This display flabbergasts the bystanders. By a few mere words Jesus cures bigoted, paranoid, angry Uncle Jacob who is getting up from the floor with a smile on his face for the first time in decades. “What kind of utterance is this? For with authority and power he commands the unclean spirits and out they come!”
After worship, Jesus goes to visit the house of a man named Simon, who lives in Capernaum. The people had asked him whether he could go and heal Simon’s mother-in-law who had a high fever. Jesus rebukes the fever! He talks to the fever as if it were a person, just like he talked to the demon! Imagine if you had the flu and you go to the doctor’s office and the doctor starts verbally rebuking the fever. Or she starts scolding the viruses invading your body. What a strange thing!
Jesus is trying to tell us that we are not our disease. We are not our illness. We are not our addiction, or our handicap, or our sins, or our failures, brokenness, weakness, or pain. That’s not us. Whatever is binding us, Jesus will talk to it like it is some thing else, a parasite maybe, an alien presence, a different entity.
You are not made for isolation, discomfort, despair, and sadness. You are made for community, service, joy, and blessing. As soon as the fever departs from Simon’s mother-in-law, she gets up to show hospitality to her guests. That’s the kind of thing we are here for. That’s what these foreign invaders keep us from doing.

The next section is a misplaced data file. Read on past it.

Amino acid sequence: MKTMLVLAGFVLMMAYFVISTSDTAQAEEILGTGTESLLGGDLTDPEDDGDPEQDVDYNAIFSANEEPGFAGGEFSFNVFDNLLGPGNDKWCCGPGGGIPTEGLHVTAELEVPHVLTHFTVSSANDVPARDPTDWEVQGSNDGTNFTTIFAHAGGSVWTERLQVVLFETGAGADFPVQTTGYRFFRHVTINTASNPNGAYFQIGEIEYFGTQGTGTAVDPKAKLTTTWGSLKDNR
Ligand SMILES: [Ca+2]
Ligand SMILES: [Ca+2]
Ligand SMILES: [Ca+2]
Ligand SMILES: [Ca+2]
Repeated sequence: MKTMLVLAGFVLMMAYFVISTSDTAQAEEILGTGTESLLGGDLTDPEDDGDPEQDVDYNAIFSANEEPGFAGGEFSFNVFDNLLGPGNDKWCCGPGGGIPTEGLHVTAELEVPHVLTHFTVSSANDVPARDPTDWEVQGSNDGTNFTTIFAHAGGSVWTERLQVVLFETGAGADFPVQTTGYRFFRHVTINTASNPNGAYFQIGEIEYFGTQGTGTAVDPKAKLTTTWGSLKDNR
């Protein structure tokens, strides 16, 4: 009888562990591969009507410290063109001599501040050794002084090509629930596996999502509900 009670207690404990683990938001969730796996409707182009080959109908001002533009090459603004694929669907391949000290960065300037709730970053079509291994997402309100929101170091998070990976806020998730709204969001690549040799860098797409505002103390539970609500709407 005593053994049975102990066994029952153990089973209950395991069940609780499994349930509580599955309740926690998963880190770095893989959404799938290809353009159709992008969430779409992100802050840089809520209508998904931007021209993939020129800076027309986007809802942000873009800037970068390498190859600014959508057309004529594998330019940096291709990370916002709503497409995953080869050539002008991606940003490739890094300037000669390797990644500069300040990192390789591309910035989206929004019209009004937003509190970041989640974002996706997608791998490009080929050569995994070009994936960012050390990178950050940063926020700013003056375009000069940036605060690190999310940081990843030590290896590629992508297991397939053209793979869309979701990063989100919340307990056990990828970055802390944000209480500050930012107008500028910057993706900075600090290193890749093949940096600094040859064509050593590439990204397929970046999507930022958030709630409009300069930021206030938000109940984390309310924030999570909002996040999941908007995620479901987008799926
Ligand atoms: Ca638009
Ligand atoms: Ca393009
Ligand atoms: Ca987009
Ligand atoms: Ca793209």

Jesus is demonstrating in his actions and relationships the liberation he proclaimed in Nazareth, demonstrated in the wilderness, and heard his mother sing about since before he was born. He’s not just preaching freedom; he is setting people free. There is nothing more dangerous to a closed, oppressive system than free people. What Jesus does for individuals, he is also doing for the whole captive, conquered nation… speaking of foreign invaders. Indeed, in his resurrection his work of liberation and release is extended to the whole creation.